As mentioned in the previous post ‘Healthy Joints in Mixed Martial Arts’, awesomely macho and archaic training is seen a lot in the MMA strength and conditioning world, and it has its pros and cons. The purpose of training in the gym is ultimately to get the athlete stronger, faster, more powerful and balance out sport-related imbalances and stress overloads.
The most part of S&C training for MMA athletes will be similar to what any other athlete needs to do. Every athlete needs to be have a certain level of mobility and flexibility. Every athlete has an ideal joint-by-joint position from which force should be generated, for example the top of the arm bone (humeral head) should be centered in the hollow part of the shoulder blade (glenoid fossa) which is normally kept there by a muscular and capsular joint effort. Every athlete needs a certain level of joint stability and base strength. Every athlete needs to be able to push, pull, squat, lunge, twist, generate force, accelerate and decelerate force, train both hip-dominant and knee-dominant movements and develop a strong core. The direction of forces that need to be generated by athletes will differ and energy-systems trained will differ, and the latter is probably the biggest training factor that needs to be manipulated for MMA athletes.
Amateurs have a 3min:1min work to rest ratio and pro’s have a 5min:1min work to rest ratio. This negative work to rest means they need to be trained to become absolute machines! They need to train power-endurance, which sounds like an oxymoron. The one who cannot repeatedly generate power may be the one that loses out.
Big metabolic circuits are usually the best to train this type of endurance, and it’s common that circuits mimic the duration of fight rounds, or progressively lead up to that duration. Heavy strength exercises and power exercises (high intensity, low reps) are good to mix with higher rep exercises like ropes, sprints, sleds and so forth. In light of keeping the athlete’s joints healthy, emphasise good technique and select exercises that the athlete most struggles with/their weak points, rather than just going hell-bent on the macho-like movements that seem cool to do. Although non-specific to time in the ring, Tabata sprint intervals are another good method for increasing work capacity, or create your own type of interval – such as 20 second wrestles with a 40m sprint and repeat 10 times.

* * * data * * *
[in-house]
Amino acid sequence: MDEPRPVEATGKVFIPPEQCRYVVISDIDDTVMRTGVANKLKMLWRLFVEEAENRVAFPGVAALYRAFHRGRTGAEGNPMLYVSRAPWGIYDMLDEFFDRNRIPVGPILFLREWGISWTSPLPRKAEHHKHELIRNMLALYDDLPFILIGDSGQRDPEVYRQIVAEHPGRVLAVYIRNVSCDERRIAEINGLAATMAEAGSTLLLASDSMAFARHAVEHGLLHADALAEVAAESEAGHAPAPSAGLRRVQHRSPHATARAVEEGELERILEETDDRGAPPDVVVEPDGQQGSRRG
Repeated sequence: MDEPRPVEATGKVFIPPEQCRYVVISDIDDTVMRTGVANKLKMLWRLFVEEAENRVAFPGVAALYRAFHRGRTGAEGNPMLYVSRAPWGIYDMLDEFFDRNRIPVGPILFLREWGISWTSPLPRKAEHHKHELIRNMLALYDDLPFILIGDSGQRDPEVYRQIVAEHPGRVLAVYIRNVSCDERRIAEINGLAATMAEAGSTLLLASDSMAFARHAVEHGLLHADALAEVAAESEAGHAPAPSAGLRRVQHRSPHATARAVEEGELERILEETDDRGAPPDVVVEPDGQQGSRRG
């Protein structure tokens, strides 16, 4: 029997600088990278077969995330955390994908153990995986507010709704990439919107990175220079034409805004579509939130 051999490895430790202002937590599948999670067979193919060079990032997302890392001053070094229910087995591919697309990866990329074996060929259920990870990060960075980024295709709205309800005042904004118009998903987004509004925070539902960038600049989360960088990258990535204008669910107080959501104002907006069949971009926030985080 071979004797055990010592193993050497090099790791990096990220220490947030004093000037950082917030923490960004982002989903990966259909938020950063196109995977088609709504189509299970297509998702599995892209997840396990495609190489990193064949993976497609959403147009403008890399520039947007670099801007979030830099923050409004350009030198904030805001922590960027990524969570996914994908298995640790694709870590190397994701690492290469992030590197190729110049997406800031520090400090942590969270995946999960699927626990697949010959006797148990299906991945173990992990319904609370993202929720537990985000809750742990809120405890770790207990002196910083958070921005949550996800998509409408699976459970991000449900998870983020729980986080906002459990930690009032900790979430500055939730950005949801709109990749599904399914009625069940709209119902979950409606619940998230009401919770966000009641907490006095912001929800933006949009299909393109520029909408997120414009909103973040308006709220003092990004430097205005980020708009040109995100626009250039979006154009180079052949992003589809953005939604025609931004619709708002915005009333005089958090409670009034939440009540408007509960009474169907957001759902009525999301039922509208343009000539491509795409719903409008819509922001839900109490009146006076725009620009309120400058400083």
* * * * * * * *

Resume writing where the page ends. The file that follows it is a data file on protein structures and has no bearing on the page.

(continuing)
FLEXIBILITY AND MOBILITY
BJJ guys may be naturally more flexible athletes and use that to their advantage in competition. Naturally mobile guys in the hips like BJ Penn and Eddie Bravo are going to be fine with BJJ moves like rubber guard, but most guys don’t have this much mobility in their hips, so they’ll end up torquing their knee and over-flexing their lumbar spine. Work with what range is available for that athlete and include some flexibility and mobility drills for maintenance and possibly improvement in range of motion, where needed.
I see the need to have strength where the lumbar spine is in a flexed position, since this is the position MMA athletes are in all the time and strength and power is needed in situations like resisting their opponent and powerfully getting up off the ground. I also see the need to avoid further lumbar flexion exercises in the gym and to focus on anti-rotation and anti-extension movements, since they are potentially close to stress overload in this area of the body. I have written a post on my views on abdominal crunching here – Core On Crunches.
The final words are, aim to keep the athlete’s joints moving in a good way, build strength and power from there and they are going to be more effective competitors. You can add these strongman/crossfit movements to their program, and when programmed correctly they can have huge advantages, but these althletes don’t necessarily need to have the cr*p beaten out of them with OTT macho exercises that resemble a frustrated hunter trying to beat a wild animal.